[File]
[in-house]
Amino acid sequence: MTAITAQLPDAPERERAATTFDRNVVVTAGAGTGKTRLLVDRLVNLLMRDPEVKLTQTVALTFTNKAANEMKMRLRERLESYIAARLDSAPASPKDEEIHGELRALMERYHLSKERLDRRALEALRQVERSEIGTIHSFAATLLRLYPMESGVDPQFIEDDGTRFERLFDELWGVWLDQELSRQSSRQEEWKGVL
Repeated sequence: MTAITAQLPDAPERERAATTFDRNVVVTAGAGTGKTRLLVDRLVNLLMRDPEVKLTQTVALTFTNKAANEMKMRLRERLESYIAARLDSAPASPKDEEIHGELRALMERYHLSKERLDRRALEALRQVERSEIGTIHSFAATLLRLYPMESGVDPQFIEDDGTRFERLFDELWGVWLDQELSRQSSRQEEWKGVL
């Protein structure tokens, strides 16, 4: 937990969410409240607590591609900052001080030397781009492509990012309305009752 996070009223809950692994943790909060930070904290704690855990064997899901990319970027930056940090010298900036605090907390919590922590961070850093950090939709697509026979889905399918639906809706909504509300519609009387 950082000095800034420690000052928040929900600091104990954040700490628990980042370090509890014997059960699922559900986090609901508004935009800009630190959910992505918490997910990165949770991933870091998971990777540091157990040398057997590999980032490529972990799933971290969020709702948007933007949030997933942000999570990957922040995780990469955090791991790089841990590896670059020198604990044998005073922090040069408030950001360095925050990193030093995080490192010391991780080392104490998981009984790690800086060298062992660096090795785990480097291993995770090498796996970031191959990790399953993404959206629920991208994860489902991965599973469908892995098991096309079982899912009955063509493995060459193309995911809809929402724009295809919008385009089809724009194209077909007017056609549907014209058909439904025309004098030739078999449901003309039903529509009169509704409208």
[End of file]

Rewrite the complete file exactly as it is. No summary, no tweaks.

[in-house]
Amino acid sequence: MTAITAQLPDAPERERAATTFDRNVVVTAGAGTGKTRLLVDRLVNLLMRDPEVKLTQTVALTFTNKAANEMKMRLRERLESYIAARLDSAPASPKDEEIHGELRALMERYHLSKERLDRRALEALRQVERSEIGTIHSFAATLLRLYPMESGVDPQFIEDDGTRFERLFDELWGVWLDQELSRQSSRQEEWKGVL
Repeated sequence: MTAITAQLPDAPERERAATTFDRNVVVTAGAGTGKTRLLVDRLVNLLMRDPEVKLTQTVALTFTNKAANEMKMRLRERLESYIAARLDSAPASPKDEEIHGELRALMERYHLSKERLDRRALEALRQVERSEIGTIHSFAATLLRLYPMESGVDPQFIEDDGTRFERLFDELWGVWLDQELSRQSSRQEEWKGVL
């Protein structure tokens, strides 16, 4: 937990969410409240607590591609900052001080030397781009492509990012309305009752 996070009223809950692994943790909060930070904290704690855990064997899901990319970027930056940090010298900036605090907390919590922590961070850093950090939709697509026979889905399918639906809706909504509300519609009387 950082000095800034420690000052928040929900600091104990954040700490628990980042370090509890014997059960699922559900986090609901508004935009800009630190959910992505918490997910990165949770991933870091998971990777540091157990040398057997590999980032490529972990799933971290969020709702948007933007949030997933942000999570990957922040995780990469955090791991790089841990590896670059020198604990044998005073922090040069408030950001360095925050990193030093995080490192010391991780080392104490998981009984790690800086060298062992660096090795785990480097291993995770090498796996970031191959990790399953993404959206629920991208994860489902991965599973469908892995098991096309079982899912009955063509493995060459193309995911809809929402724009295809919008385009089809724009194209077909007017056609549907014209058909439904025309004098030739078999449901003309039903529509009169509704409208």